Left: Founder of Puerto Rican radio Joaquín Agusty. Right: U.S. President Joe Biden.
Joaquín Agusty, the father of Puerto Rican mass media on the right, and U.S. President Joe Biden on the left. Photos: Getty Images

White House congratulates WKAQ’s contributions to Puerto Rican radio broadcasting at 100 years

President Joe Biden delivered a signed letter to the radio station on its 100th anniversary.


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A local Puerto Rican radio station received an unexpected letter this week from the Biden administration, congratulating it for its on-air contributions on its centennial anniversary. 

“I offer my congratulations to WKAQ 580 as you celebrate your 100th anniversary,” the president's letter began. 

WKAQ 580 is Puerto Rico’s leading radio station that provides an expansive range of coverage, from hard-hitting breaking news to emergency and natural disasters, while maintaining a firm grip on cogent cultural issues. 

“For 100 years, WKAQ 580 has served as a trusted source of news and entertainment for listeners across Puerto Rico,” the letter read. 

The station, currently belonging to Univisión and poised for acquisition by Hemisphere Media Group, airs 24-hour programming through all of Puerto Rico’s coastal, mountainous, and metropolitan regions. 

On the island, celebrations commemorating WKAQ’s historic anniversary began in May, the month of radio, ahead of marking its centennial birthday in December. 

“Remembering its history, or at least making people remember is the best contribution we can give,” Joel Lago, the station’s general manager, told El Nuevo Día, hoping to revive the station’s memory. 

“The centenary is a good opportunity to do it, and for people not to forget how WKAQ started, and where we’re headed,” he continued. 

On Dec. 3, 1922, Joaquín Agusty delivered the very first radio wave from a space in San Juan, the island’s capital, after finagling with coils and cables from his apartment, a frequent and fervent pastime of his. 

“This is WKAQ, in San Juan, capital of Puerto Rico, where the best coffee is produced,” was Agusty’s opener and the first words uttered into the island’s broadcasting history, and they continue today.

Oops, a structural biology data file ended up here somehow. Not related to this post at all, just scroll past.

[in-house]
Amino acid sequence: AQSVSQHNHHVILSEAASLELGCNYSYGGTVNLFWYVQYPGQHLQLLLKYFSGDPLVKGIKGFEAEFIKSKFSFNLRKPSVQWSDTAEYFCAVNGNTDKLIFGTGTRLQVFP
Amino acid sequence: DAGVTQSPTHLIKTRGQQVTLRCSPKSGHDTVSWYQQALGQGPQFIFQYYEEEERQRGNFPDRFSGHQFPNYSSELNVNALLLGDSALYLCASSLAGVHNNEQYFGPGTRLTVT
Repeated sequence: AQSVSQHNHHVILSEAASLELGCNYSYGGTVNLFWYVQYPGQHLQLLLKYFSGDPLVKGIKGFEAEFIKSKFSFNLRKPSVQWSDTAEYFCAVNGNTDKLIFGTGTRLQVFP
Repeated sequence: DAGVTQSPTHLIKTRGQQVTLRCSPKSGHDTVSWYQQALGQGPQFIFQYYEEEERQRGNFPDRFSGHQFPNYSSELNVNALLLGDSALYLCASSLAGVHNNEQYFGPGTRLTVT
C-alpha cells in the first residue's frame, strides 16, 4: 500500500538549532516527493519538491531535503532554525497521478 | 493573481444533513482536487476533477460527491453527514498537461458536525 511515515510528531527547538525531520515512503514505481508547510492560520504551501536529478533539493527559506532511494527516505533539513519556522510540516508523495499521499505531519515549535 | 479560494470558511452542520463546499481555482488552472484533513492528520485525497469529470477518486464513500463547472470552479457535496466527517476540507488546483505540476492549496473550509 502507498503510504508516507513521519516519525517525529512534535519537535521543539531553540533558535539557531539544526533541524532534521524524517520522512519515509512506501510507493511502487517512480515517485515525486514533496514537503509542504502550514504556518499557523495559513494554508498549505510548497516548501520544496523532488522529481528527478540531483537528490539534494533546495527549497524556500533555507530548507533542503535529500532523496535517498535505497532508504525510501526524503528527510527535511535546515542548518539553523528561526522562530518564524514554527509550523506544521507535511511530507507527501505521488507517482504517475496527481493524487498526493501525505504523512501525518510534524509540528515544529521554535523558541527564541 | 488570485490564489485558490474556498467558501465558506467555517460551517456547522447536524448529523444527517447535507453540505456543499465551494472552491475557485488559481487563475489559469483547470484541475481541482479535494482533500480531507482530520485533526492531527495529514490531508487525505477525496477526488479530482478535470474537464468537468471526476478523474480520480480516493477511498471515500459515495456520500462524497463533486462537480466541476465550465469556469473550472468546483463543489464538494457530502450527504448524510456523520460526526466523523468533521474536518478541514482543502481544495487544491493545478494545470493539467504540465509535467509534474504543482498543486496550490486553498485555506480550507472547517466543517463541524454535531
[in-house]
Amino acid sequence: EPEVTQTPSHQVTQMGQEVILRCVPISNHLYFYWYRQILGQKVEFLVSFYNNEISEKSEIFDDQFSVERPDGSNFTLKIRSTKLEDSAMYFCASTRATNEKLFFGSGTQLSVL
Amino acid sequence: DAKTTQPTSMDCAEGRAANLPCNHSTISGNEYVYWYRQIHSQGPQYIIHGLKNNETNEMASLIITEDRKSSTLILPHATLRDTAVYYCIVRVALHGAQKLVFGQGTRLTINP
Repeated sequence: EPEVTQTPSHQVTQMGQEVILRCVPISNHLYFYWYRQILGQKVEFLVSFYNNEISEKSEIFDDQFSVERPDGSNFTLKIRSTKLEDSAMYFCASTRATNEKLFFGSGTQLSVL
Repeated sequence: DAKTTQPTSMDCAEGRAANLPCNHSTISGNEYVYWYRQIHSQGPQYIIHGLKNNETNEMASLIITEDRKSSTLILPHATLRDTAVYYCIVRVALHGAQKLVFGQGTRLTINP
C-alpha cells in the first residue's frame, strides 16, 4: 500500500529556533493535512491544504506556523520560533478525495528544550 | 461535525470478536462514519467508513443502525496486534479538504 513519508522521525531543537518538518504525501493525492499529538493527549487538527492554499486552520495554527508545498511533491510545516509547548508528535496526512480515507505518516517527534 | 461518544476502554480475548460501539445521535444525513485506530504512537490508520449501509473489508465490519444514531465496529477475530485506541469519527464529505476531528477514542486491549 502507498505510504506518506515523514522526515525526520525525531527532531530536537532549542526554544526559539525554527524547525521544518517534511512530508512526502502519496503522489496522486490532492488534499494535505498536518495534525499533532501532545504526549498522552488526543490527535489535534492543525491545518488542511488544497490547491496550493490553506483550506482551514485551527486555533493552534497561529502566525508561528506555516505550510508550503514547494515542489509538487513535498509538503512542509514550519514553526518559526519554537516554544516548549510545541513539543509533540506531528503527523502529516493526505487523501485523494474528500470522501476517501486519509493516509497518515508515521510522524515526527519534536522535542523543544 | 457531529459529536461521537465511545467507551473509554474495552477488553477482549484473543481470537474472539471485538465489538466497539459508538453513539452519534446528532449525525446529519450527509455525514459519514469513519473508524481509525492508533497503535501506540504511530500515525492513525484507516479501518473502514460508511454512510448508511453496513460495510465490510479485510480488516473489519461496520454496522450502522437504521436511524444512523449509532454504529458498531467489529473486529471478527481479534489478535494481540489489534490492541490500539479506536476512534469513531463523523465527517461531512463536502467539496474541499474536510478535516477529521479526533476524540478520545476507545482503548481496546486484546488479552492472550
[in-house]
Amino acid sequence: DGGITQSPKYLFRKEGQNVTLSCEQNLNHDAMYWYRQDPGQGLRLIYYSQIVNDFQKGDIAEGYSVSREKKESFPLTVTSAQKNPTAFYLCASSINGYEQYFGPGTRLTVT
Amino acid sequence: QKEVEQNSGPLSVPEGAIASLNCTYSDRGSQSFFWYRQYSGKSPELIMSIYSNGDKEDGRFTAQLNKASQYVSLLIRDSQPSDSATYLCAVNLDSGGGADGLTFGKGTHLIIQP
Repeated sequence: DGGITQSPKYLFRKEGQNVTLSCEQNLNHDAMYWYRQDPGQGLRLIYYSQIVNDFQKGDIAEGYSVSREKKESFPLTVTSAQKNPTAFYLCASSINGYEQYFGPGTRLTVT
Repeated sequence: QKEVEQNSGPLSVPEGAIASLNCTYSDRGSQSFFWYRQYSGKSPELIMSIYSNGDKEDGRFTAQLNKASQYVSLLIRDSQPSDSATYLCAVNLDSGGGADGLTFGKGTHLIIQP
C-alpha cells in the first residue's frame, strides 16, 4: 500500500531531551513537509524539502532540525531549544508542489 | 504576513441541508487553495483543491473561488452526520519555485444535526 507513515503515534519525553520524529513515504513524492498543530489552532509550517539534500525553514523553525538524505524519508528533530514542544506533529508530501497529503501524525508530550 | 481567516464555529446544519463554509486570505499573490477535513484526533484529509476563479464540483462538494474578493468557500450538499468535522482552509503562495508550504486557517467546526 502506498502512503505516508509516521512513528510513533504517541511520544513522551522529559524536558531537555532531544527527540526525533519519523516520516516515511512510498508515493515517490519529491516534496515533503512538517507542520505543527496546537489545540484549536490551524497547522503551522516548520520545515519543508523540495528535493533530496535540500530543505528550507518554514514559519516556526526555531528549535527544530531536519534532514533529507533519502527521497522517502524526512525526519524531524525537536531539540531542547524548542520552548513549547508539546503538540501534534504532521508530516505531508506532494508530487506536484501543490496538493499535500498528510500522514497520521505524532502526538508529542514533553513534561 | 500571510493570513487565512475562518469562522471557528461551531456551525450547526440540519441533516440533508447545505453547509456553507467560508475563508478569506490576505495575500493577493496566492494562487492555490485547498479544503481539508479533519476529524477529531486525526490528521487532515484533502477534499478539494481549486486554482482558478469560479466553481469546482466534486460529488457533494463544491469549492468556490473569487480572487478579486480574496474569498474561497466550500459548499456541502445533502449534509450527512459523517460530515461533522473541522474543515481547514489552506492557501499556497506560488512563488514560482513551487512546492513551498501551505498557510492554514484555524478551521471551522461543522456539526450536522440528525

With Agusty’s introduction into a transmitter, San Juan became the birthplace of massive communications operations, one of three at the time — including the U.S. and Cuba — before radio underwent a continental expansion into Europe, Asia, Africa, and Australia.

WKAQ primarily aired entertainment in the form of theater and music, thereby inducting a slate of permanent cultural powerhouses like José Luis Torregrosa, who shaped the first scriptwriting format for Puerto Rican radio, and who authored the first textbook that captured its history. 

“From keeping Puerto Ricans informed with day-to-day news and providing emergency updates during natural disasters to celebrating exciting developments in sports and music, your station has helped keep listeners engaged with their community,” the White House’s letter underlined. 

Listeners in the 30s, 40s and 50s enjoyed long-form programming that included original dramatic works, in addition to classics like Tarzan, where the heroic adventurer’s howl reverberated in Puerto Rican homes. 

Over time, though, as media consumption changed in Puerto Rico in the 70s, so did transmission at WKAQ. 

The station altered the way Puerto Ricans consumed political news by introducing political analysis segments into its news programming, a format that has endured the test of time and is still true to this day. 

WKAQ, beyond serving its communications duty, is an encyclopedia. It has, for decades, recorded pivotal moments in history for its audience — including JFK’s assassination — becoming the framework for breaking news broadcasting on the island. 

But WKAQ also had a permeating effect on the industry’s talent. It forged a class of locutores (radio show hosts) who cultivated intimate albeit far-reaching relationships with families who tuned into their shows and whose names defined a generation of listeners. 

WKAQ also shaped news reporting and generated a talent pipeline of Puerto Rican journalists who, to this day, helm nationwide breaking news coverage on the island.

One such name is Luis Francisco Ojeda, a Puerto Rican newscaster and the first radio news reporter who routinely brought political figures to task, on some occasions resulting in shouting matches on his late show, Ojeda Sin Limite (Ojeda Without Limit).

“On this centennial anniversary, I hope you are proud of the enduring impact WKAQ 580 has had in the Puerto Rican community and on the lives of all your listeners,” the letter, signed by President Joe Biden, concludes. 


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